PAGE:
While well-meaning, this does little to offer any compelling alternative to the overpublished genre of Anglophone narratives...

TROUBLE TOMORROW

Based on true events, a story about the powerful journey of resilience, courage, and hope of young Obulejo, striving to escape war-torn Sudan and heal from the wounds of societal prejudice.

Set during the time of the second Sudanese civil war, the story immediately throws readers into the fracas as Obulejo is roughly woken to the sound of guns. Before the first chapter ends, readers understand that Obulejo and his family are on the run for their lives, fleeing the generic enemy Rebels, a fictional proxy of Sudan’s People’s Revolutionary Army. The prospect of Obulejo’s becoming a child soldier for the Rebels looms large. No matter how dangerous and terrifying the road is ahead, he must find his way out, and that takes him through neighboring Uganda and Kenya. This account shares roots with the story of co-author Enadio, a Ma’di man who spent years in refugee camps before finding sanctuary status in Tasmania. Unfortunately, the novel takes on many of the oft-criticized tropes of narratives of African conflict. Horrendous violence is ever threatening; a benevolent, religious NGO works to help the Sudanese, mired in cycles of tribal violence, learn peaceful ways. This is in no way to discount Enadio’s lived experience, but readers introduced to the long-standing Sudanese conflict solely through this text will not find needed context and complexity.

While well-meaning, this does little to offer any compelling alternative to the overpublished genre of Anglophone narratives of African conflict written from outside the continent. (Historical fiction. 13-17)

Pub Date: Nov. 1, 2017

ISBN: 978-1-76029-146-4

Page Count: 224

Publisher: Allen & Unwin

Review Posted Online: Sept. 18, 2017

Kirkus Reviews Issue: Oct. 1, 2017

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Despite some missteps, this will appeal to readers who enjoy a fresh and realistic teen voice.

THE FIELD GUIDE TO THE NORTH AMERICAN TEENAGER

A teenage, not-so-lonely loner endures the wilds of high school in Austin, Texas.

Norris Kaplan, the protagonist of Philippe’s debut novel, is a hypersweaty, uber-snarky black, Haitian, French-Canadian pushing to survive life in his new school. His professor mom’s new tenure-track job transplants Norris mid–school year, and his biting wit and sarcasm are exposed through his cataloging of his new world in a field guide–style burn book. He’s greeted in his new life by an assortment of acquaintances, Liam, who is white and struggling with depression; Maddie, a self-sacrificing white cheerleader with a heart of gold; and Aarti, his Indian-American love interest who offers connection. Norris’ ego, fueled by his insecurities, often gets in the way of meaningful character development. The scenes showcasing his emotional growth are too brief and, despite foreshadowing, the climax falls flat because he still gets incredible personal access to people he’s hurt. A scene where Norris is confronted by his mother for getting drunk and belligerent with a white cop is diluted by his refusal or inability to grasp the severity of the situation and the resultant minor consequences. The humor is spot-on, as is the representation of the black diaspora; the opportunity for broader conversations about other topics is there, however, the uneven buildup of detailed, meaningful exchanges and the glibness of Norris’ voice detract.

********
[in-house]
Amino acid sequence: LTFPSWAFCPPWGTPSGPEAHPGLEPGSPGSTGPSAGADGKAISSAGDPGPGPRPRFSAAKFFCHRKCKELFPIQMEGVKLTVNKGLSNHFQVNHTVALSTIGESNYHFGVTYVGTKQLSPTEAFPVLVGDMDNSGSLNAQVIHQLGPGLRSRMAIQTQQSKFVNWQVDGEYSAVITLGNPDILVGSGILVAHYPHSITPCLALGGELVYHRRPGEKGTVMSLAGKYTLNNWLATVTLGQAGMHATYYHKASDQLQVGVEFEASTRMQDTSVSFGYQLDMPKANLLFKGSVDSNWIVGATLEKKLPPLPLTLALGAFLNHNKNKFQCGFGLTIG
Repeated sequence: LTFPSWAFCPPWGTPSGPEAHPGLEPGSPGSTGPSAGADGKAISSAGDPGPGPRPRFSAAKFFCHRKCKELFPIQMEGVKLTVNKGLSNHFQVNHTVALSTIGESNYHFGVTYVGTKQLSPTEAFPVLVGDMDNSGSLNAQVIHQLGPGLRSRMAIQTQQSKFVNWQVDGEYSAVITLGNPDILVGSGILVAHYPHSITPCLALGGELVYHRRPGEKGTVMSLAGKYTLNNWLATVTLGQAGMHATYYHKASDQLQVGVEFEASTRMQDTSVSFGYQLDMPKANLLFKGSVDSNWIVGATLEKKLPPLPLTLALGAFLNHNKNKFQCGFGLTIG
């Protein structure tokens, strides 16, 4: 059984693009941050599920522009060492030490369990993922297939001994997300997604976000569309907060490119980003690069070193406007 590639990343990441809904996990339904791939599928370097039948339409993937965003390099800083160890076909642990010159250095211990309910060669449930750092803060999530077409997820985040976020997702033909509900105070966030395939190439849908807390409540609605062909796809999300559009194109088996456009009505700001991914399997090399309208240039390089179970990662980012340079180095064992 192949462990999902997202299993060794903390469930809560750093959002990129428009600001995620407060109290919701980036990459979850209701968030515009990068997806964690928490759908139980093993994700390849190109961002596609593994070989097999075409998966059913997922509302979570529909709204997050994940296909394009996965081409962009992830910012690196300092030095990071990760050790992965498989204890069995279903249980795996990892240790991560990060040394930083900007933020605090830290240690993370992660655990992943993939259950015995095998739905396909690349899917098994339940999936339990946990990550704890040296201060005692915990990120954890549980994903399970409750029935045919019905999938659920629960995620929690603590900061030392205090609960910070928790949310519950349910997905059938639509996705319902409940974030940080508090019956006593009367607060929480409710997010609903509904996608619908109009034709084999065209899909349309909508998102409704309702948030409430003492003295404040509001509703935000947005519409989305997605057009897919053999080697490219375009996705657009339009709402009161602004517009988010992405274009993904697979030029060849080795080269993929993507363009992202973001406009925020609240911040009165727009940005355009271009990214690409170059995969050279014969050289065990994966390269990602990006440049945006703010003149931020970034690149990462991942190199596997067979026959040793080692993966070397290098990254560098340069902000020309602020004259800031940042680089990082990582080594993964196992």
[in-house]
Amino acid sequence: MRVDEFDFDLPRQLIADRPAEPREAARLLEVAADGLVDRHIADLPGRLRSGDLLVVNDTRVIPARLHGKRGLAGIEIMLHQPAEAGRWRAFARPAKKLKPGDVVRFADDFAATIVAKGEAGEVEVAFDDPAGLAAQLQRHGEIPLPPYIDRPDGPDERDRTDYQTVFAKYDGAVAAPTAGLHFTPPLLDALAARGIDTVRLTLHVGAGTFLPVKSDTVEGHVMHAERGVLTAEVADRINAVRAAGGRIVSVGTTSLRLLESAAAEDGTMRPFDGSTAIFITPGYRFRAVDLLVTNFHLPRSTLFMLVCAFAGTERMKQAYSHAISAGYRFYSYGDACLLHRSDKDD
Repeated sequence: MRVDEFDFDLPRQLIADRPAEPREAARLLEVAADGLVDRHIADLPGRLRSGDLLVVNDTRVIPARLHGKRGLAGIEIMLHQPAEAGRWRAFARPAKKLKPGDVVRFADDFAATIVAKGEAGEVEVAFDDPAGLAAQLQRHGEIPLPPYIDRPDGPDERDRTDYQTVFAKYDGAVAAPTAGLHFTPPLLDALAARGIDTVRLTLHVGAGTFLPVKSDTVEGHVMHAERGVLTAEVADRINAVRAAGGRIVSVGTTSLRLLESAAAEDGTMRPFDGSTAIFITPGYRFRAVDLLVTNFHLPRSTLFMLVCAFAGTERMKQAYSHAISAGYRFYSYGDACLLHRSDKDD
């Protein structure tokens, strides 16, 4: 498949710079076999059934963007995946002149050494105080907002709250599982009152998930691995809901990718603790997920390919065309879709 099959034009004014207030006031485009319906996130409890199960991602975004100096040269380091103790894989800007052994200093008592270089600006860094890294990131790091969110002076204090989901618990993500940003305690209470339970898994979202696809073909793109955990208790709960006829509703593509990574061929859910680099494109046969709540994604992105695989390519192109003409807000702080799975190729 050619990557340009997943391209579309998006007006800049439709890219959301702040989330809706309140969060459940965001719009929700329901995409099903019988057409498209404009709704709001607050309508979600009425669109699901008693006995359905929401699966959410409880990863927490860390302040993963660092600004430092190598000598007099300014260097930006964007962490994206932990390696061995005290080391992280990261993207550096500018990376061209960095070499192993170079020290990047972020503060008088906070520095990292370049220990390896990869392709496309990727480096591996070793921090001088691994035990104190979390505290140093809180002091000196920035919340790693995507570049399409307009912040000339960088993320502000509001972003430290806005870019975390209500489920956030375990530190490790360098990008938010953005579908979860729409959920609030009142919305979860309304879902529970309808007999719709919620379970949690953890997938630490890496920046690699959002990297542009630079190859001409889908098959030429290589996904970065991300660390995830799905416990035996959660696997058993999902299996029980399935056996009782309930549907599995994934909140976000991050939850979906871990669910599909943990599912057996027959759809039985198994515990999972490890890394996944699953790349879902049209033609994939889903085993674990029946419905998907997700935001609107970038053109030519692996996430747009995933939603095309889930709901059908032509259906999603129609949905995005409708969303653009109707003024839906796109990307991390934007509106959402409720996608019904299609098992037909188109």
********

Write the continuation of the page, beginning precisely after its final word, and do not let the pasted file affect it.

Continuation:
Despite some missteps, this will appeal to readers who enjoy a fresh and realistic teen voice. (Fiction. 13-16)

Pub Date: Jan. 8, 2019

ISBN: 978-0-06-282411-0

Page Count: 384

Publisher: Balzer + Bray/HarperCollins

Review Posted Online: Oct. 15, 2018

Kirkus Reviews Issue: Nov. 1, 2018

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A satisfying if slightly lesser sequel. (Romance. 13-17)

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  • Asian/Pacific American Award for Literature Winner

P.S. I STILL LOVE YOU

From the To All the Boys I've Loved Before series , Vol. 2

Lara Jean's romantic entanglements complicate themselves further.

In the wake of the events detailed in To All the Boys I Loved Before (2014), Lara Jean confesses her love for handsome golden boy Peter. This frees the pair to start a romantic relationship with a clean slate, but over the course of the novel it becomes clear that embarking on a relationship that turns an aggressive blind eye to baggage is never a good idea. When a viral video of a steamy love session between Peter and Lara Jean rears its ugly head and a boy from the past enters Lara Jean's life once more, Lara Jean's life gets complicated. Every character from Han’s adored previous novel is back, with new dimensions given to nearly every one of them. Subplots abound, among them two involving Lara Jean's father and Peter's ex-gal Genevieve, but benefitting most from this second look is John Ambrose McClaren, a boy briefly referenced in the former book who is thrust into the spotlight here as Peter's rival for Lara Jean's heart. With all these characters bouncing around, Han occasionally struggles to keep a steady hand on the novel's primary thrust: Lara Jean’s emotional development. Han gets the job done in the end, but this overeventful sequel pales to the original where structure is concerned. The author's greatest success remains her character work, and the book does indeed give everyone a solid arc, narrative be damned.

A satisfying if slightly lesser sequel. (Romance. 13-17)

Pub Date: May 26, 2015

ISBN: 978-1-4424-2673-3

Page Count: 352

Publisher: Simon & Schuster

Review Posted Online: July 4, 2015

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